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Former Rep who wants Judgeship continues campaign spending concerns



Alan Clemmons

Former House of Representatives Alan Clemmons resigned abruptly Jul 17, 2020 stating he wished to spend more time with his family. He also swore, “under oath”, he planned to spend more time on his personal business.

As Paul Gable of the Grand Strand Daily reports today: It is important to note here that Clemmons affirmed to the election commission, under penalty of perjury, that his dropping out as the nominated candidate was for “non-political reasons”, a requirement for the party to conduct a special election to nominate a replacement candidate for the general election.

The special election will costs taxpayers $40,000.00

Over the past few years, Clemmons continually placed applications for various government jobs including applying for Myrtle Beach City Attorney, Horry County County Manager, and 15th Circuit public defender. He was unsuccessful in securing any of these high paying, government jobs.

During his recent campaign for re-election, Clemmons maintained his commitment to the residents of District 107. Clemmons won that campaign running against local Myrtle Beach Attorney Case Brittain.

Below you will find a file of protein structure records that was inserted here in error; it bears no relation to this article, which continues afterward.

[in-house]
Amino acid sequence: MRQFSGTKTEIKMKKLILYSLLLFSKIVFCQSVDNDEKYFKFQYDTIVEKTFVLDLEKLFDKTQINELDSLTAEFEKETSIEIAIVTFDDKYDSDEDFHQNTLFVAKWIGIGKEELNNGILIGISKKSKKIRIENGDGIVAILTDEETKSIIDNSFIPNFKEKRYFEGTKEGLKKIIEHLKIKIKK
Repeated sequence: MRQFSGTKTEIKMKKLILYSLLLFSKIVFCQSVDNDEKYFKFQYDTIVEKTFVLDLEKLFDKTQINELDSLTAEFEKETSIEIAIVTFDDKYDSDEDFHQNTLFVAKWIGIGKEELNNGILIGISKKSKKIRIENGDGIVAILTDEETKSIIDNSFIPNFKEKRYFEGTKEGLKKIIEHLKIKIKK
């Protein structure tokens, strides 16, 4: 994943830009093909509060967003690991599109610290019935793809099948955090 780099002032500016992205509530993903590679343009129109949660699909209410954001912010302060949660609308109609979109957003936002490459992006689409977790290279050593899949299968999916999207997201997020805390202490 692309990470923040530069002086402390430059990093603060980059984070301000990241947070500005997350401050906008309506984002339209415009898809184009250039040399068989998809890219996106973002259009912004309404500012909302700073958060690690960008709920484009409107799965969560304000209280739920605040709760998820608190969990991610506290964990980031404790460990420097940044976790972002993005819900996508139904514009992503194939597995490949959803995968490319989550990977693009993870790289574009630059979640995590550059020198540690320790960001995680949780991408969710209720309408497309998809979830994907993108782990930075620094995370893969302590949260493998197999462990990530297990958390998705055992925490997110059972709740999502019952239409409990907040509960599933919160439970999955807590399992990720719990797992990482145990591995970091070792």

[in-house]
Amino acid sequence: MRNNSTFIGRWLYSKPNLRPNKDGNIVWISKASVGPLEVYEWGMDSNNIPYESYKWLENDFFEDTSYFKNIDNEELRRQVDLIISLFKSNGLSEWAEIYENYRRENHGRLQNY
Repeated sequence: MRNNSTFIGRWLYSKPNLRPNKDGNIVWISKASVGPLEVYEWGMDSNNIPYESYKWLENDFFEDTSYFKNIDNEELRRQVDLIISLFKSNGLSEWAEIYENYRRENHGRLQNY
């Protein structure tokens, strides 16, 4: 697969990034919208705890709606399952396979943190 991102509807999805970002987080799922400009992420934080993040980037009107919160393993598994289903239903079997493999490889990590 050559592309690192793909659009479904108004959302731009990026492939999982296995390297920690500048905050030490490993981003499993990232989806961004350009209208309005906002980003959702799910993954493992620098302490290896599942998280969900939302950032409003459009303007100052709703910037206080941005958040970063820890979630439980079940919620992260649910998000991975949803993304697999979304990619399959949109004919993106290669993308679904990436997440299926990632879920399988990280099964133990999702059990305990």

However, for a representative committed to seeing his term to conclusion, Clemmons’ last minute campaign expenditures are curious at best.

Bleeding the campaign expense account? A Clemmons habit

Clemmons Financial Disclosure. A $1,500 New Cell Phone?
New $2,000 Ipad?

Clemmons’ March through June disclosures show a total of $3,500 paid to former Myrtle Beach City Councilman Randal Wallace for consulting.

Wallace was encouraged by local merchants to run in the upcoming special election, but oddly decided not to run at the last minute.

Curious Campaign Spending

Lavish trip to Egypt 2019

Controversial campaign spending issues have been an ongoing concern for Clemmons. As the Nerve reported in 2014:

At the beginning of every year, the Horry County Republican and House Rules Committee chairman says he orders a batch of men’s neck ties and women’s scarves to present to House members and staff, as well as to “various dignitaries throughout the year.”